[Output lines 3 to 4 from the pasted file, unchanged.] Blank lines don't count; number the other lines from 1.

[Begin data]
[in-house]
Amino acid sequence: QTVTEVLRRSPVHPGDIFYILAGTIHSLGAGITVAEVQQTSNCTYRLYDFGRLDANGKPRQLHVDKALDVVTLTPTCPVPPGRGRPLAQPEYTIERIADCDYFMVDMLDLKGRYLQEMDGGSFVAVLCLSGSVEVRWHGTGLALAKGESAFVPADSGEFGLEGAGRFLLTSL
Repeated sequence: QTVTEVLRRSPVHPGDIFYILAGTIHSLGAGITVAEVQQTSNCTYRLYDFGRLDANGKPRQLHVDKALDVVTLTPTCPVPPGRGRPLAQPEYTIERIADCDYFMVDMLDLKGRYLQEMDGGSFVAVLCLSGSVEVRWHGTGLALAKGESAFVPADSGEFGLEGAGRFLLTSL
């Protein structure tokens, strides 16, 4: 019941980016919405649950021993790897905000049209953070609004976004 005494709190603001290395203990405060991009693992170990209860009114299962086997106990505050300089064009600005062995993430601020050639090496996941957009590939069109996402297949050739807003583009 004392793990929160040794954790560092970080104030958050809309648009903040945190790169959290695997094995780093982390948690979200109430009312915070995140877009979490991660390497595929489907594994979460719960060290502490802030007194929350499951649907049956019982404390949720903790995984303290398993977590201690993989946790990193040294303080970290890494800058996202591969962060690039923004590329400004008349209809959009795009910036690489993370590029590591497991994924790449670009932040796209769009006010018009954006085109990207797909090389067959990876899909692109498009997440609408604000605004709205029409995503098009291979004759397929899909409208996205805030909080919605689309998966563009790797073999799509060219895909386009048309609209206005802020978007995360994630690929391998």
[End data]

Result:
Repeated sequence: QTVTEVLRRSPVHPGDIFYILAGTIHSLGAGITVAEVQQTSNCTYRLYDFGRLDANGKPRQLHVDKALDVVTLTPTCPVPPGRGRPLAQPEYTIERIADCDYFMVDMLDLKGRYLQEMDGGSFVAVLCLSGSVEVRWHGTGLALAKGESAFVPADSGEFGLEGAGRFLLTSL
């Protein structure tokens, strides 16, 4: 019941980016919405649950021993790897905000049209953070609004976004 005494709190603001290395203990405060991009693992170990209860009114299962086997106990505050300089064009600005062995993430601020050639090496996941957009590939069109996402297949050739807003583009 004392793990929160040794954790560092970080104030958050809309648009903040945190790169959290695997094995780093982390948690979200109430009312915070995140877009979490991660390497595929489907594994979460719960060290502490802030007194929350499951649907049956019982404390949720903790995984303290398993977590201690993989946790990193040294303080970290890494800058996202591969962060690039923004590329400004008349209809959009795009910036690489993370590029590591497991994924790449670009932040796209769009006010018009954006085109990207797909090389067959990876899909692109498009997440609408604000605004709205029409995503098009291979004759397929899909409208996205805030909080919605689309998966563009790797073999799509060219895909386009048309609209206005802020978007995360994630690929391998």